This was followed up by successful attacks on two ammunition stores and a headquarters in the same area, our aircraft employing Paveway guided bombs to destroy their targets.
The Royal Navy was in action off Zlitan, while Royal Air Force and British Army aircraft took action against Colonel Qadhafi's troops in the western highlands of the Djebel Nafousa.
NATO taskings saw RAF aircraft maintaining frequent patrols throughout the day over the Djebel Nafousa. One such patrol attacked a building used by artillery teams firing into Yafran, whilst another patrol struck a staging post for the former regime forces which have been concentrated around Gharyan.
Further east, HMS Liverpool took action, successfully engaging, with her 4.5" gun, a Grad multiple rocket launcher positioned on the coast near Zlitan.
Liverpool remained in the area and, after darkness had fallen, fired star shells to provide illumination for NATO operations in the area.
All three of the UK Services again saw action against Colonel Qadhafi's former regime in Libya, as NATO's Operation Unified Protector continued.
Royal Air Force Tornado and Typhoon aircraft struck two locations in Zlitan which intensive NATO surveillance and analysis had shown were being used by Qadhafi's troops.
A Grad multiple rocket launcher system, concealed under trees, was also destroyed. Similar missions were also flown against targets identified in the Djebel Nafousa, including two buildings used by artillery teams firing into Yafran, and a headquarters and camp for troops mustered at Gharyan.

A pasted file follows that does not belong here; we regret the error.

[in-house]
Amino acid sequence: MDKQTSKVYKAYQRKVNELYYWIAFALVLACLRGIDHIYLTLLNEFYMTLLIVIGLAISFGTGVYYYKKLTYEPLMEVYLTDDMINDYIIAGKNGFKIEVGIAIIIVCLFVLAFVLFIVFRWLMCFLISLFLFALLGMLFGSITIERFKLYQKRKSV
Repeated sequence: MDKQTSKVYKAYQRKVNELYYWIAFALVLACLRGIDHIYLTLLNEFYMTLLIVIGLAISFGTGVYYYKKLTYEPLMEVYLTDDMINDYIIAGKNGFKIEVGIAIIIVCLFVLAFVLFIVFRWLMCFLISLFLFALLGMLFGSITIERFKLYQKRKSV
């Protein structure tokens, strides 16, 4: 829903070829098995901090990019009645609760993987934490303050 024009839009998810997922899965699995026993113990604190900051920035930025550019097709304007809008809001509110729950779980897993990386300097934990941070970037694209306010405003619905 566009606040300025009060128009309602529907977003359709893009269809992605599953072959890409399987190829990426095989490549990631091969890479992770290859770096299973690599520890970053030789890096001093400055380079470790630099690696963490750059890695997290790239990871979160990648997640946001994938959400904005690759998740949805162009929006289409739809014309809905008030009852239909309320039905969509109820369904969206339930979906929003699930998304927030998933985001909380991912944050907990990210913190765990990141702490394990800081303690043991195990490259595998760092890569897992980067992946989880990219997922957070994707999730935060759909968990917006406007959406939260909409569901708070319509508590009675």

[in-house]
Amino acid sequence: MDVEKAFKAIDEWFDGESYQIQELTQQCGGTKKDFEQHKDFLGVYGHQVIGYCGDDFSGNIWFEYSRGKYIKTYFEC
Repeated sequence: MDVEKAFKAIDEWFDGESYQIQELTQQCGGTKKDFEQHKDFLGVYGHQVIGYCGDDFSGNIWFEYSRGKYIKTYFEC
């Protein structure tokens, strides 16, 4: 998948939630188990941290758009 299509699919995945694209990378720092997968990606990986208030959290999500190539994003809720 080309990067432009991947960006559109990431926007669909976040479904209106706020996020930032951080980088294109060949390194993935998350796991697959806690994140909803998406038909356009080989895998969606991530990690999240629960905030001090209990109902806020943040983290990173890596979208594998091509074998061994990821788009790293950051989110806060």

HMS Ocean launched her Apache helicopters against a pair of buildings near Zlitan being used by Qadhafi's men.
One of the buildings was a former hotel which had been commandeered by the former regime for use as a military base.
The British Army helicopters coordinated their strike with RAF Tornado GR4s, combining Hellfire missiles from the Apaches and Paveway guided bombs from the jets to destroy their targets. Fleet Air Arm Sea Kings from Ocean provided radar overwatch for the strike mission, which was also well supported by other allied aircraft. HMS Liverpool was also close at hand, firing a barrage of illumination rounds to facilitate NATO operations against other targets in the Zlitan area. Qadhafi's troops fired a number of rockets very inaccurately back out to sea.
HMS Liverpool closed in to fire a number of salvos from her 4.5" gun against a mortar and rocket position near Zlitan.
Following up on reconnaissance information provided by the RAF and other NATO air patrols earlier in the day, British Army Apache helicopters launched from HMS Ocean.
Supported by Fleet Air Arm Sea Kings providing radar overwatch, the Apaches attacked a pair of vehicle check points used by Qadhafi's men to prevent the free movement of civilians in the area.
Five military vehicles were destroyed in and around these positions. Meanwhile, RAF jets conducted a precision strike against the Bin Ghasir missile depot in Tripoli; 10 Paveway guided bombs were dropped.
Tornado GR4s successfully attacked another of the former regime's tactical headquarters near Yafran. Last night, RAF Tornados and Typhoons conducted a precision strike on a large military base at Tajura, on the eastern outskirts of Tripoli.
As ever, these and other allied air operations were made possible by the large fleet of NATO combat support assets, including RAF VC10 and Tristar tankers, and Sentry and Sentinel surveillance aircraft.
Royal Air Force Tornado and Typhoon aircraft conducted precision strikes on two buildings near Zlitan which NATO surveillance analysis had confirmed were being used as command and control facilities.
One of Qadhafi's main battle tanks was also destroyed during the attack. A follow-up mission attacked a third such headquarters, which was specifically being used to support multiple rocket launchers.
The same RAF patrol was also able to destroy two military staging posts in the area of Yafran, 110 miles to the south-west in the western highlands of the Djebel Nafousa.